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Health Officials Threaten Beverage Companies

Health Officials Threaten Beverage Companies: Health Officials Urge F.D.A. to Limit Sweeteners in Sodas

There is increasing evidence around the world of a heightened response by health associations that the amount of sugars in sodas and other beverages is threatening to the public health. Officials and advocates of public health are recognizing the impact that these sugars and sweeteners are having in terms of human wellness. They are requesting that the Food and Drug Administration adjust and monitor the measurement of caloric sweeteners mixture in these drinks. The Food and Drug Administration has been directly asked to set a healthy limit and specific restrictions for caloric sweeteners in beverages considering they are the largest source of sugars in the American diet. Beverages are not the only problem according to these health groups. They would also like to put limitations on sweeteners in packaged goods. The response has manifested itself in many different directions, from obesity, to rising rates of health problems such as high blood pressure, and diabetes among the population. Moreover these issues and efforts to better soft drinks have not been ignored, but with the communication between health advocates and beverage companies coming together to bring education and improvements on the topic of sugar beverages effects on health and the business of sugar beverages.

These monster beverage producers such as Pepsi and Coca Cola are continuously feeling the flourishing pressure to moderate the amount of sweeteners or find an alternative for their products. “There’s an important conversation going on about obesity, and we want to be a part of the solution,” said Muhtar Kent, Coca Cola’s chief executive. (Strom, 2013, p. B3). Strom (2013) explains that “PepsiCo has used a new ingredient in their product called Trop50 to minimize the calories in juice.” These beverage producers are making moves to improve the health side effects of their products. The American Beverage Association has also taken steps to advocate public health of beverages including caloric sugars. These accusations on the caloric sugar drinks can strongly effect the marketing and advertisement of these companies. They are forced to bring attention to the FDA uproar on unsafe beverages. They are also propelled to take action and adjust their product to meet the FDA requirements. All of these allegations against these companies’ products causes expenses, losses, and improvements that they have to face and conquer to keep the business floating. In order to conquer these controversies the beverage makers need to transform and renovate their product to satisfy health advocates and consumers.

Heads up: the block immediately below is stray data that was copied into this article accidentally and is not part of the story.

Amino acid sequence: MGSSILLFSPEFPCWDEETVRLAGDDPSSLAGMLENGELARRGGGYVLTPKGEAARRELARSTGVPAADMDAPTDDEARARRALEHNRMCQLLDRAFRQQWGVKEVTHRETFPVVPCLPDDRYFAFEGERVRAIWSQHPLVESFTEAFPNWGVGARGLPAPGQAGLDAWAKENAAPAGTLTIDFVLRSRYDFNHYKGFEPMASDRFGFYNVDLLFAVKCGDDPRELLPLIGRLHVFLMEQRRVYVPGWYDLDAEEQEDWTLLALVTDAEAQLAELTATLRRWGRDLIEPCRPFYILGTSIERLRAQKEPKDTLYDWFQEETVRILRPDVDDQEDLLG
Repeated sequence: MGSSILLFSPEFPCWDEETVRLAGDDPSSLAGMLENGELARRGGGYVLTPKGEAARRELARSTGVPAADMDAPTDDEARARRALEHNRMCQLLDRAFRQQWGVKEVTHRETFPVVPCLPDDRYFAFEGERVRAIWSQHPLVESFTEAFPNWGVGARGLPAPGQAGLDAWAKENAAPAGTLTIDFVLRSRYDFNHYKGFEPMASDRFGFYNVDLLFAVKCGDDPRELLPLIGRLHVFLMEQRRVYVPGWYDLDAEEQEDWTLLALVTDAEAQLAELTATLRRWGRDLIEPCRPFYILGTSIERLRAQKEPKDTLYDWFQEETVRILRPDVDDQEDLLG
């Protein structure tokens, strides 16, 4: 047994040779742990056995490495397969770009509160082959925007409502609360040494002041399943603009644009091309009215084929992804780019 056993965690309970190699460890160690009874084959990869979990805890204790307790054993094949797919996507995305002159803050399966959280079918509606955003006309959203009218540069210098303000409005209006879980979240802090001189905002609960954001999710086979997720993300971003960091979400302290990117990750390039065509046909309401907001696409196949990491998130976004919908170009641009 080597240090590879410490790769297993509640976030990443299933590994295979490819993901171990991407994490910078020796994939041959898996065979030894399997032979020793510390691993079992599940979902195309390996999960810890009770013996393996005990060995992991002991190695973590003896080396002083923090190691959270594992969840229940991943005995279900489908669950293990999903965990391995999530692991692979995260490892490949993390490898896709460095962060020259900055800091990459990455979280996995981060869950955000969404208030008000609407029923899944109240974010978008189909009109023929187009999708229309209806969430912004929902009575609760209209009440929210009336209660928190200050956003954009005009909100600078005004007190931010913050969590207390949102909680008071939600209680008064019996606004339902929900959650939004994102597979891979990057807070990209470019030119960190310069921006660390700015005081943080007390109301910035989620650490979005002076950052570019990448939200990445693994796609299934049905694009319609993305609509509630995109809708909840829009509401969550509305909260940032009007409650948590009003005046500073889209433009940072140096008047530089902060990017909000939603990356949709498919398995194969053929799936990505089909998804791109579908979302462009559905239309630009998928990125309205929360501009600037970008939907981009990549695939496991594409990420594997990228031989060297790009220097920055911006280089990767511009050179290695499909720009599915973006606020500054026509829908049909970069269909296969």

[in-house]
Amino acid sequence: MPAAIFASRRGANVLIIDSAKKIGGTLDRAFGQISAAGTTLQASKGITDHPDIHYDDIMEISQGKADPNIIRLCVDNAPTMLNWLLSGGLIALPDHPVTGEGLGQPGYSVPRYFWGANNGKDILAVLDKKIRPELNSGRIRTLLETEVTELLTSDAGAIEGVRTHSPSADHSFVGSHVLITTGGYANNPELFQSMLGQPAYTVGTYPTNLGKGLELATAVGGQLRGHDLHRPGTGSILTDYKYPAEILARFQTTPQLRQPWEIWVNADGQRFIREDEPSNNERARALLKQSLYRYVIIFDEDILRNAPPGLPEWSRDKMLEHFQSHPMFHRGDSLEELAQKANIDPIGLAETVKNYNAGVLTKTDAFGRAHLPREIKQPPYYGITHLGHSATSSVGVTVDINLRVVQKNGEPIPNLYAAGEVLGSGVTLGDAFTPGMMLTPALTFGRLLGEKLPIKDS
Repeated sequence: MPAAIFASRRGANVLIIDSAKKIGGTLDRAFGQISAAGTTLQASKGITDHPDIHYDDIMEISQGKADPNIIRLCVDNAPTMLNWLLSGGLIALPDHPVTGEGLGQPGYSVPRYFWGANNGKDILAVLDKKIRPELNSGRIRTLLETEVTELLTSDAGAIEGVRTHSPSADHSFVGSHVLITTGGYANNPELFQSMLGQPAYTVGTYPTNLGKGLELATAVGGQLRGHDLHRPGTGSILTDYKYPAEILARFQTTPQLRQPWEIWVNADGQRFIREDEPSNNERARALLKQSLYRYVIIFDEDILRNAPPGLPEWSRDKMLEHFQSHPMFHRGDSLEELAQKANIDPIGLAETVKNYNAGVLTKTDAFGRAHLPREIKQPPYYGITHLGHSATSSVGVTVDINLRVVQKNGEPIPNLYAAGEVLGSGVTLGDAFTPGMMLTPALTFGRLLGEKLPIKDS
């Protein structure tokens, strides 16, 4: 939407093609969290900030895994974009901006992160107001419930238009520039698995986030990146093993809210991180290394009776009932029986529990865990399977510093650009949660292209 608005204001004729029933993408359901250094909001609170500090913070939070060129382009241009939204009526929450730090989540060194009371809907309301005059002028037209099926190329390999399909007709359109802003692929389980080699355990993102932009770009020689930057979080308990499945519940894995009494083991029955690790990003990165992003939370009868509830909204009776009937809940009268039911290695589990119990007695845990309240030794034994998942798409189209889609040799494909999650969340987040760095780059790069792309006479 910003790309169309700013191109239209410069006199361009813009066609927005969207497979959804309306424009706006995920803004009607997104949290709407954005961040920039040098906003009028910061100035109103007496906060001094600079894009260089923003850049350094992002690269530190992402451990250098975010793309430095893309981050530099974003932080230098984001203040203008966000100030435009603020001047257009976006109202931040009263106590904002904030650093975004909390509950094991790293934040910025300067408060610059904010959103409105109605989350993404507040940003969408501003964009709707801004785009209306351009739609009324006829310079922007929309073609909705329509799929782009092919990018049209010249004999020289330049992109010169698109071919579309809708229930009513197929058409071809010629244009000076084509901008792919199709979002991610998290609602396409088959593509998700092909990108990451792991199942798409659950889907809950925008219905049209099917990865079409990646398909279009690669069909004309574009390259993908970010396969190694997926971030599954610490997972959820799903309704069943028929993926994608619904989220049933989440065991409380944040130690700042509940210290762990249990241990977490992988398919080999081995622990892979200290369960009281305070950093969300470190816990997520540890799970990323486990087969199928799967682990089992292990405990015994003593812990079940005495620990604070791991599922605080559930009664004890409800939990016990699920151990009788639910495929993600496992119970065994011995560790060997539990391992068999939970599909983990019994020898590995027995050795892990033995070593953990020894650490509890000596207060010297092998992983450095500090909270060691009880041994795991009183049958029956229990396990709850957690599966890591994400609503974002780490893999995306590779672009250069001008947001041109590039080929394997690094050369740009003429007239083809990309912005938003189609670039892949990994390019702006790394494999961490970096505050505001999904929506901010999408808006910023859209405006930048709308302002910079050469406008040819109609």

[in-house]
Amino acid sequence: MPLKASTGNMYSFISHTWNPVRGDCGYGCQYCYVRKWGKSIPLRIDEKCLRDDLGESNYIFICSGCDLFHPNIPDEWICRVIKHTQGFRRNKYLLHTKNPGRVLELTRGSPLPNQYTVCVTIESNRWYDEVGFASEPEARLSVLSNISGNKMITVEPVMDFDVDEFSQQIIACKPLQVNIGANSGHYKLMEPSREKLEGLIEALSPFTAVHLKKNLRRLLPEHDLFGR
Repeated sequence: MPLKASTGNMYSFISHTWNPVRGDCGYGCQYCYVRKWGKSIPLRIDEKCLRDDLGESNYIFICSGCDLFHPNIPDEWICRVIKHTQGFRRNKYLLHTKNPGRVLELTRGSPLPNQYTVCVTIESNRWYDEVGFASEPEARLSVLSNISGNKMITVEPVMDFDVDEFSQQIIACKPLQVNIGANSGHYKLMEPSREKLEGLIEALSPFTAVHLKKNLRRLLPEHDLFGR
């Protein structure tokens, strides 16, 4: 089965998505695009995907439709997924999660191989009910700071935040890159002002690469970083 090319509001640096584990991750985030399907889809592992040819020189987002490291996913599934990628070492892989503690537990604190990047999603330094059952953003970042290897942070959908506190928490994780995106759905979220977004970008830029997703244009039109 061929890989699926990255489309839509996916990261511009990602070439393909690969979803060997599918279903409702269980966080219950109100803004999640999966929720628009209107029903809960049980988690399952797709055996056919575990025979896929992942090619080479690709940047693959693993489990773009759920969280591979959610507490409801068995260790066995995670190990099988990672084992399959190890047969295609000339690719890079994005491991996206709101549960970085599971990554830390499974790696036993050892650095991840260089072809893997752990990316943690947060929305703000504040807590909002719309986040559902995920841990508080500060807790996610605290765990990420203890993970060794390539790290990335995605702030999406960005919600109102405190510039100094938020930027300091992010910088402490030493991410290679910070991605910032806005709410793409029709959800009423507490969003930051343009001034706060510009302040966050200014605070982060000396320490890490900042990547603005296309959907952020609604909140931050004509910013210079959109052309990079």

These caloric sugar beverages will always be a part of the human consumption especially in the American Society. There will always be a place for business for these soda products, but that does not mean that these businesses won’t struggle just like any other business. Businesses are threatened every day to bring product perfection to the table, but no matter how perfect the product there will always be a barrier or critic in the way. In this case these beverage companies must face the wrath of health officials and conform no matter what the price.